As if dictates from governments, media owners and advertisers weren't enough. Now journalists face a new enemy - those pesky mobile phone carrying people, with their instant reports and commentaries. Where are journalists going to go?
...Blood pours from his scalp as he reaches into his hip pocket, just above his trapped legs. Grabbing his handphone, he clicks on the quick-dial button, giving him a direct connection to a blog server. He clicks on "video" and starts pumping live action online.
"This is Nakasuri Hirito, trapped in the train that has just derailed in Amagasaki, Osaka, Japan. There are bodies all over," he says, as he pans over the inside of the wreckage.
Within seconds, JapanTV gets a sms to check out nakasuri.blogspot.com. The picture of the tragedy unfolding shocks them.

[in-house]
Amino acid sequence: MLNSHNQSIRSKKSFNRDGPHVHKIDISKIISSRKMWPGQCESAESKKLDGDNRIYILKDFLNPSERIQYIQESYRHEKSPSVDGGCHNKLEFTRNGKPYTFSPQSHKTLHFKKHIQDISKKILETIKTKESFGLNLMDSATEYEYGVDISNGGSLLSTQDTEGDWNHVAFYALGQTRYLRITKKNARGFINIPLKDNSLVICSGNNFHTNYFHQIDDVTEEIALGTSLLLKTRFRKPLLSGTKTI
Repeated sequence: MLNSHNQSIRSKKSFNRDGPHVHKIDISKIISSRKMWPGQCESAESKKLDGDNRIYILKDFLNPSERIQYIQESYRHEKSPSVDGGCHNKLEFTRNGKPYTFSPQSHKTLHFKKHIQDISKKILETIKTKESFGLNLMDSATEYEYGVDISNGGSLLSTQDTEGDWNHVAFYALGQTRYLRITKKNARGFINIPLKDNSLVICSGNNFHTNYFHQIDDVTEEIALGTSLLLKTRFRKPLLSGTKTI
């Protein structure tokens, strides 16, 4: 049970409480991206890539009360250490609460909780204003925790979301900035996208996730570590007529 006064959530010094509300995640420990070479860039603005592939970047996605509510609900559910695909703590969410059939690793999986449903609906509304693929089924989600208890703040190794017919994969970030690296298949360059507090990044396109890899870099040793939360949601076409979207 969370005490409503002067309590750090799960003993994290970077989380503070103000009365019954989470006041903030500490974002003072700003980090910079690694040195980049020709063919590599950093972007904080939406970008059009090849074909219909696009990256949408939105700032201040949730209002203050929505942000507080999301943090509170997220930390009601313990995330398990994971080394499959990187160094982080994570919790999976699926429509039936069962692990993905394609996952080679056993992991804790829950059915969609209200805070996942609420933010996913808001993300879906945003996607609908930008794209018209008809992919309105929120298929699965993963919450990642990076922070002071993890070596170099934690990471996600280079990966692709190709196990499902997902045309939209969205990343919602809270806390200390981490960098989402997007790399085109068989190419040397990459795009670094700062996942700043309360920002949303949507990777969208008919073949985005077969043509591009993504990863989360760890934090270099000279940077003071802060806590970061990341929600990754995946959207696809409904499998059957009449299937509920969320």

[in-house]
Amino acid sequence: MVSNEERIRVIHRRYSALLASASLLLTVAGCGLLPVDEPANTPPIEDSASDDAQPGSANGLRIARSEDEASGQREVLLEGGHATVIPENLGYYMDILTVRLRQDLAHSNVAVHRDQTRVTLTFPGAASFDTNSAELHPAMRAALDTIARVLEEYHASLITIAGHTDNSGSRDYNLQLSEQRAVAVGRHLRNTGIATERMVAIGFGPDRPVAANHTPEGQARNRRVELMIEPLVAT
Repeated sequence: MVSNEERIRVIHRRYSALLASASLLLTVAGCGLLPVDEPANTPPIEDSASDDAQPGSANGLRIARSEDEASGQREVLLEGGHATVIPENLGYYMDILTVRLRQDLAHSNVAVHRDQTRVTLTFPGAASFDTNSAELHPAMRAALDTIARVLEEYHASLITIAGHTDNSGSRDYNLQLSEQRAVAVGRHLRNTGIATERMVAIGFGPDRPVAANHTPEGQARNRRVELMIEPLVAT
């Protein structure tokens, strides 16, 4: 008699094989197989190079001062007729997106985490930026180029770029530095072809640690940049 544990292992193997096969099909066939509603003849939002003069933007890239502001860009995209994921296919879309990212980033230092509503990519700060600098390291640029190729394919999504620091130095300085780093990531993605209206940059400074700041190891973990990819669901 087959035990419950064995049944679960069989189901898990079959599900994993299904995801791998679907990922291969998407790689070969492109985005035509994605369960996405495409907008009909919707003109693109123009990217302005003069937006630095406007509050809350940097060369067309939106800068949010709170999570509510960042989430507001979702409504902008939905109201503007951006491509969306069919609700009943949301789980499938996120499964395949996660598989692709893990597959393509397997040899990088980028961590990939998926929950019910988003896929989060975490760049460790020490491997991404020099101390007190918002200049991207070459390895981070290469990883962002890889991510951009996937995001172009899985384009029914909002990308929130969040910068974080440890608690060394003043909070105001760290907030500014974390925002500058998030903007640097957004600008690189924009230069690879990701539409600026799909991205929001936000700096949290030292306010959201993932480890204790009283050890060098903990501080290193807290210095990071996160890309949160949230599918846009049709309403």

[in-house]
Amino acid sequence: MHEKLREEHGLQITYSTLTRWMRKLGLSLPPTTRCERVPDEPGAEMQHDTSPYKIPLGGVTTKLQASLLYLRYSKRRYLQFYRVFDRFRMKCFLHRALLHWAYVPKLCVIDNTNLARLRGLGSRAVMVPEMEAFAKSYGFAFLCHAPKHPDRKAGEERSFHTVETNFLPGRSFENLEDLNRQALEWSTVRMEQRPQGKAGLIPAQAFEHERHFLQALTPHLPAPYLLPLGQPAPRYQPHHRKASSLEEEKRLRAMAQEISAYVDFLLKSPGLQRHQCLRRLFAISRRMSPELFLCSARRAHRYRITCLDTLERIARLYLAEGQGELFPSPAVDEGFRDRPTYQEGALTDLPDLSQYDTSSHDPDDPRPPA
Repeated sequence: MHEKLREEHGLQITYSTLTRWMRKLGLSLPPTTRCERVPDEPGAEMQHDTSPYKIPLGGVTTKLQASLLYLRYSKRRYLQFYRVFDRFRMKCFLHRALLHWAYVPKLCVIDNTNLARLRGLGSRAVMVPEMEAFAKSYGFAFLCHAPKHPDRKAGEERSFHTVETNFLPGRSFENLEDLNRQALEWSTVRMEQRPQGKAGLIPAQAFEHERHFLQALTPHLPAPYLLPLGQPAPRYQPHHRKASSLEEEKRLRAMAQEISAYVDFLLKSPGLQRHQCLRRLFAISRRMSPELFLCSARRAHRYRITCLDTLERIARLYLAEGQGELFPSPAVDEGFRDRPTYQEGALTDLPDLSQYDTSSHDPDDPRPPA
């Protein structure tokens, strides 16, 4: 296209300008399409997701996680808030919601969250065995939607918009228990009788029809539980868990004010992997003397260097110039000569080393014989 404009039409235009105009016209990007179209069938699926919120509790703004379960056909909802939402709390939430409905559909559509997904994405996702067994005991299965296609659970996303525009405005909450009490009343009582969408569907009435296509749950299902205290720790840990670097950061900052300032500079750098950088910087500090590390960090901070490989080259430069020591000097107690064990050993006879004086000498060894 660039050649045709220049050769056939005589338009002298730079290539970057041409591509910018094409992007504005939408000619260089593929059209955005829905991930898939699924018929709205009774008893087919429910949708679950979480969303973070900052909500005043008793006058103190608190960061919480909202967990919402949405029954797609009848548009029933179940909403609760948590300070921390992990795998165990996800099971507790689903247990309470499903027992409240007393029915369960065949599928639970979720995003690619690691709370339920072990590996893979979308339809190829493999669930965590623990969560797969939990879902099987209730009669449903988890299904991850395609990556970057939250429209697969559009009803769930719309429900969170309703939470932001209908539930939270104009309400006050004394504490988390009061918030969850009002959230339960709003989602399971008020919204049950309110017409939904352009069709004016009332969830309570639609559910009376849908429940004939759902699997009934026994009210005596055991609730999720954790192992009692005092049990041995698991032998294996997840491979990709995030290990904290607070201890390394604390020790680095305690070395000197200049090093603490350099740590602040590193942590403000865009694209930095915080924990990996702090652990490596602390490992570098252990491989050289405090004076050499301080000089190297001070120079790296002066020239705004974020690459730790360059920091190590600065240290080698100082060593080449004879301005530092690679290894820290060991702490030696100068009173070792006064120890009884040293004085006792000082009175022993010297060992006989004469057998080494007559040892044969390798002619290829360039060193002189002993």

"We are receiving news of a train disaster in Amagasaki, Osaka," says the newscaster, as she interrupts the news bulletin. Within minutes, the blurry picture being generated by Nakasuri's 3G video handphone, is broadcasted live. Controls rooms in Atlanta, London and Kuala Lumpur, pick up the newsbreak and buy the broadcast.
Moments later, CNN, BBC and Al Jazeera switch over. The world holds its breath as the unknown Nakasuri Hirito beams the inside story of the battle to stay alive in carriage number 3.
The world has changed...
Former journalist Premesh Chandran says journalists must find ways of working with, instead of competing against, citizens reporting the news through their video/mobile phone cameras and blogs.